So you're ready to start making money using your editing skills? First you'll need to learn how to market those valuable skills, then you need to find where the customers are. Here are some tips to guide on your way to making money doing what you love.
The democratization of video editing has been great for our modern civilization. Where would we be without YouTube? But this advancement has added many more video editing companies and with them come greater competition within the marketplace. You've got to learn to cut through the noise to be found by clients. We can take a look at how to gain a competitive edge and find quality leads to grow your video editing business.
Video Editing Companies
If you're thinking about jumping into the market, the first thing you want to do is focus on what kind of video editing company you'll be starting. Hone in on the type of videos you'll be cutting. The list is long: narrative films, wedding videos, music videos, graduation videos, commercials, corporate video, and many more custom video production types. You don't have to choose just one, you can sprinkle in a few areas of interest if you desire. But by focusing on a niche area, you'll be able to pay closer attention to the needs of the customers in that specific field. That will help you get your feet firmly on the ground.
Choose wisely. Some editors only want to do music videos, but they get into wedding videos to try to prop up their business. Two years later they're doing 35 weddings a year and two music videos and they are hating it. Some folks don't mine this way of working. To them a job is a job. But if you're like most creative types, you need to have your creative output. Do your best at the onset to set yourself up to be successful in the industry you want to be in, otherwise you'll find yourself looking at starting over again and again.
No matter what you choose, remember you're walking into a competitive market. You'll need tenacity to make it. If you're not focused on serving your customers the best you can, you won't be around long. Video editing companies aren't overnight successes, you've got chip away at it for awhile. Don't be discouraged, but be realistic. It's hard work to start up a business. The good news is that you should feel a lot of excitement. At this stage you can be flexible when attacking new opportunities much quicker than others. Your newness to the market and your agility can be a great competitive advantage. With the right market research you can find a wedge and get your business up and running.
Market Research for Video Editing Companies
Market research sounds complicated, but the truth is, it's not. It does take a bit of time and forethought, though. Once you've identified what kind of video editing company you want to run, it's time to start focusing on your target audience. Marketing is all about creating leads. Leads that you can sell your video editing services to. The goal of market research is to try to identify the people who would benefit from your services. These people are your target market. Sales is a different aspect altogether. Your sales will come after you've identified your leads and you have set up deals that have you actually selling to these folks.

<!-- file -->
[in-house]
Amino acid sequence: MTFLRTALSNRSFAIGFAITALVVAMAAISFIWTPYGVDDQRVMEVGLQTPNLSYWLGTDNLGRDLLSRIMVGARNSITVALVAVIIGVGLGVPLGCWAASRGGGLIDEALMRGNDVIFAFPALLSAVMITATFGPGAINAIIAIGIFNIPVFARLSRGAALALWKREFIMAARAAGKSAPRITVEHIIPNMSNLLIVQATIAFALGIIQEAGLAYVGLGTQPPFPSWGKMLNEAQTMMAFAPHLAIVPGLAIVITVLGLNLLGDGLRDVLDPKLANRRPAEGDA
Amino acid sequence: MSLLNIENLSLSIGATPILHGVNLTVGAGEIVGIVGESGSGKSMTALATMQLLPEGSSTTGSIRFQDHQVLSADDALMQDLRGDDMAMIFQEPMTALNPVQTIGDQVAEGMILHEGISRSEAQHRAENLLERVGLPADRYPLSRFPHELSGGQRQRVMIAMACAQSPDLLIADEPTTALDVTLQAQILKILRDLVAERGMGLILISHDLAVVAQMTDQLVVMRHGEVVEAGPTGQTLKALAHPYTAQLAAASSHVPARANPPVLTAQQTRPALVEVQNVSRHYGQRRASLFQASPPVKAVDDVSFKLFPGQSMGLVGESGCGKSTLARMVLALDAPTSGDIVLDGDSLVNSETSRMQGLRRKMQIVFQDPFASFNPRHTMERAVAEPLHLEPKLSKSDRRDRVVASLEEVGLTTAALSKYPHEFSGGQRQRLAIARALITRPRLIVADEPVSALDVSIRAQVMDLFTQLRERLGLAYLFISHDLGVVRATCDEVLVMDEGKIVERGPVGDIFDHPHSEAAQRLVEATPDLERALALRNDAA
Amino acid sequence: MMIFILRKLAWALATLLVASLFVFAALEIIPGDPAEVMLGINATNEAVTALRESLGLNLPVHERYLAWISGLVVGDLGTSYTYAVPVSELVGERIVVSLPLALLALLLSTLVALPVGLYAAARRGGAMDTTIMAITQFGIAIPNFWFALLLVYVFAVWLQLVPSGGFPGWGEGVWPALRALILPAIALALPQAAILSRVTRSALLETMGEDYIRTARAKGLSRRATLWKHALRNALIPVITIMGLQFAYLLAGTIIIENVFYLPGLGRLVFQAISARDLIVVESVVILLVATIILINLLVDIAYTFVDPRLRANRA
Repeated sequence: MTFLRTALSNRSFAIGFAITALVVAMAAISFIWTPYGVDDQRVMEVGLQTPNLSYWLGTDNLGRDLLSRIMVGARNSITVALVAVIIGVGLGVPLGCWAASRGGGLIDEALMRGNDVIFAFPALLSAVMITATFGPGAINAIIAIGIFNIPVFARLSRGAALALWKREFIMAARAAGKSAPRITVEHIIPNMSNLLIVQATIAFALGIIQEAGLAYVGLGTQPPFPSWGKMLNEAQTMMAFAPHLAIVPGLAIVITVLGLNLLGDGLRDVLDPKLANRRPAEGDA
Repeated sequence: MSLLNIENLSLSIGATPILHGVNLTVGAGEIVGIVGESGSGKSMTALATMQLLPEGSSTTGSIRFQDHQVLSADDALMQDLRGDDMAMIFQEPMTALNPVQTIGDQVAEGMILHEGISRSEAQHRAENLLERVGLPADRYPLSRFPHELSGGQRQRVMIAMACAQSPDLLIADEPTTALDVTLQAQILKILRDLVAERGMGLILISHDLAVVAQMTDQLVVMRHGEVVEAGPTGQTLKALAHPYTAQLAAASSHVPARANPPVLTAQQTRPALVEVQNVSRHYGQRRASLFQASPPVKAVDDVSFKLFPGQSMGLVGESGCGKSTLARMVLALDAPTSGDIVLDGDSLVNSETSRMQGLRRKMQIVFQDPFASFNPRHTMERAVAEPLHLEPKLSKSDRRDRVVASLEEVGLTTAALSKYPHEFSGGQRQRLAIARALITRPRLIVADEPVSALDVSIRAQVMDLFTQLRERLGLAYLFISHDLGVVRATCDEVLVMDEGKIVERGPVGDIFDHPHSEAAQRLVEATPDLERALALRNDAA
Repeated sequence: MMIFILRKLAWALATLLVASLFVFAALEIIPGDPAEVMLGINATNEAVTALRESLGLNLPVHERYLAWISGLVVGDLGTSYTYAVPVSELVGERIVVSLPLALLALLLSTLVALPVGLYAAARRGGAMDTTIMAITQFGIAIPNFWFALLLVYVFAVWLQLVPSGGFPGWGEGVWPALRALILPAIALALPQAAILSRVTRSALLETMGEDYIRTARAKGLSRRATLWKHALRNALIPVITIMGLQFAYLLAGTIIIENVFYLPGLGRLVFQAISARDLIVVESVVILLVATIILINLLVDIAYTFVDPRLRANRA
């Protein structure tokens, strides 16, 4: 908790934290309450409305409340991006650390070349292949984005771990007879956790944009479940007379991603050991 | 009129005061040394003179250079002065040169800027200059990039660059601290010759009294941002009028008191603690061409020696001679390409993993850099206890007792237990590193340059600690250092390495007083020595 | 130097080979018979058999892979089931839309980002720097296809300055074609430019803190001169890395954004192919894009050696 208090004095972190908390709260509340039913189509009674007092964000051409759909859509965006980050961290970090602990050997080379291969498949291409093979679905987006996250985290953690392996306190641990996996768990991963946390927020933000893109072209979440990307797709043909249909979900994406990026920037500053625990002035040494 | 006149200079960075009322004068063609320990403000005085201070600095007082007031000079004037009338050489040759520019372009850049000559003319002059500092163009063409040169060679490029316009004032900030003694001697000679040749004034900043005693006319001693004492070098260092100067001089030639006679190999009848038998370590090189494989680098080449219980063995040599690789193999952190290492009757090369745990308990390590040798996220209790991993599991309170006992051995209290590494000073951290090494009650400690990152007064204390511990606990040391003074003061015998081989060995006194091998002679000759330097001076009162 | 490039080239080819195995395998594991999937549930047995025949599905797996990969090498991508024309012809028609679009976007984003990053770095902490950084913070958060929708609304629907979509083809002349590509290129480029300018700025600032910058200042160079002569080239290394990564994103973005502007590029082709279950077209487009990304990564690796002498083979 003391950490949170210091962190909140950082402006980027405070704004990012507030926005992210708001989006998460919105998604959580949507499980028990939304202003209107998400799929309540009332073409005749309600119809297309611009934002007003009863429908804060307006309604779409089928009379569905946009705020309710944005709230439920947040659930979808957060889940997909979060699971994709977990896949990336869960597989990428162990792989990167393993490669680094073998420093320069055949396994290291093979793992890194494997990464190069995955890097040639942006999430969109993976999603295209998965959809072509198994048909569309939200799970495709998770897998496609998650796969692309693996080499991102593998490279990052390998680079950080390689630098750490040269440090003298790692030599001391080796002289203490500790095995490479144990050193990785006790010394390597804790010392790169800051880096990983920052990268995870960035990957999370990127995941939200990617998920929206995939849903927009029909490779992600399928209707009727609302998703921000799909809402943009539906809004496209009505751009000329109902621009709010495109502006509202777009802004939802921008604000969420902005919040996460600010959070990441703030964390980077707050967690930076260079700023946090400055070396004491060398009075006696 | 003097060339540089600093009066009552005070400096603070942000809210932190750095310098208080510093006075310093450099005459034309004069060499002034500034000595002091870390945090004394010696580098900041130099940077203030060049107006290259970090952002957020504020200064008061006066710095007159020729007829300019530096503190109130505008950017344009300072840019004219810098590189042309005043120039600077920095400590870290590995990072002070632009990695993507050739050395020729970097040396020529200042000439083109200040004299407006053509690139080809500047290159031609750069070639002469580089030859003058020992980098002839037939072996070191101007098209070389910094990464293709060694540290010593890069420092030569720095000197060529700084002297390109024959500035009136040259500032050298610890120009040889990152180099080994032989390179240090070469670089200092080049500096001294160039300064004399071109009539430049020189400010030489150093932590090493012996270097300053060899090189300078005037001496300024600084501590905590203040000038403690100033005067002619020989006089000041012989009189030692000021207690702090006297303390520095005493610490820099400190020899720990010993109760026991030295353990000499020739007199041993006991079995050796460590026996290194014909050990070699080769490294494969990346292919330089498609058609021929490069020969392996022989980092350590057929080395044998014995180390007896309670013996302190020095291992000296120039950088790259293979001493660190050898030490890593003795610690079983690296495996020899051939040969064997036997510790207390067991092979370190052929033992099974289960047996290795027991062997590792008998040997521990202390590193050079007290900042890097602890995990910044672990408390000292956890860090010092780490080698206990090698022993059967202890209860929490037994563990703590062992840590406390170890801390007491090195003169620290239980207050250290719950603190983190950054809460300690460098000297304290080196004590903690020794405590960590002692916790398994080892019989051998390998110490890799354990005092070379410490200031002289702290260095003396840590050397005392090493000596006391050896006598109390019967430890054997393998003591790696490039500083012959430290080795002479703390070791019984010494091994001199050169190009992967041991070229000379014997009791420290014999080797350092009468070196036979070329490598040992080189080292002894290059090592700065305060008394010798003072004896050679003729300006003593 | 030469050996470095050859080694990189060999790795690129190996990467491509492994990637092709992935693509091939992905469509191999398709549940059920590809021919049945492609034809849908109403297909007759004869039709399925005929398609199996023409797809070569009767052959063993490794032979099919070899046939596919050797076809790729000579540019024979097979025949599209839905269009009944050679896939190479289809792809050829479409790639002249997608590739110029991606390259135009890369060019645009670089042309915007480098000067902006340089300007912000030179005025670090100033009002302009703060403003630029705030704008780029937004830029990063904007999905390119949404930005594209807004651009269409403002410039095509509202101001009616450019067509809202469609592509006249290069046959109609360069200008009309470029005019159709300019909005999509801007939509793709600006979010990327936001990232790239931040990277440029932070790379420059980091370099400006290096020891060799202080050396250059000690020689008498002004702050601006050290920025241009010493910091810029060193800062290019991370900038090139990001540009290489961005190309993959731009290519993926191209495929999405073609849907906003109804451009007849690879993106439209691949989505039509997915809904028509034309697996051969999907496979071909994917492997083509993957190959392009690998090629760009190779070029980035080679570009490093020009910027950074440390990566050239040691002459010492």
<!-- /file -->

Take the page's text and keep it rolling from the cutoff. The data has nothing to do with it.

In 2004 I was considering starting a wedding videography business. I had a lot of the equipment needed, had the skills, and enough friends within the field of videography that I thought I could make it happen. I started my market research with an email to my immediate friends and family asking them for names and phone numbers of anyone in the area that they knew were getting married. A day later I had five brides to call. Let the market research begin!
I called each bride and explained to them that I was considering starting a wedding videography business and wanted to talk to them about their thoughts on the matter for a half-hour or so. Each bride willingly agreed. With my notebook handy, I jotted down their answers to various questions:
- How important was a wedding video to them.
- Had they talked to any videographers yet or when did they plan to do so.
- What interested them most about having a wedding video.
- Was there something specifically they looked for in a custom video production.
- Had they seen a friend's wedding video that might have caught their eye.
- Did they have a specific budget for video.
I was jotting down their answers, coming up with follow-up questions and trying to draw any patterns between these potential customers.
What I discovered was that many brides really didn't know what they wanted yet. It became very clear to me that a demo reel would be absolutely necessary. That's a no brainer, but it's good to know why it's important. It also became clear to me that a website would be a great lead generation tool. Anything that could inform a potential customer of the services and type of video they could have might help them choose the right videographer. I also quickly discovered that most of the brides were attending a bridal show the following month, so, I made a point to go myself. That was the most important decision for me. At the show I was able to take a good look at the competition - seven videography companies - a very small market. Uh oh. This was not looking as good as I'd hoped.
Point Of Entry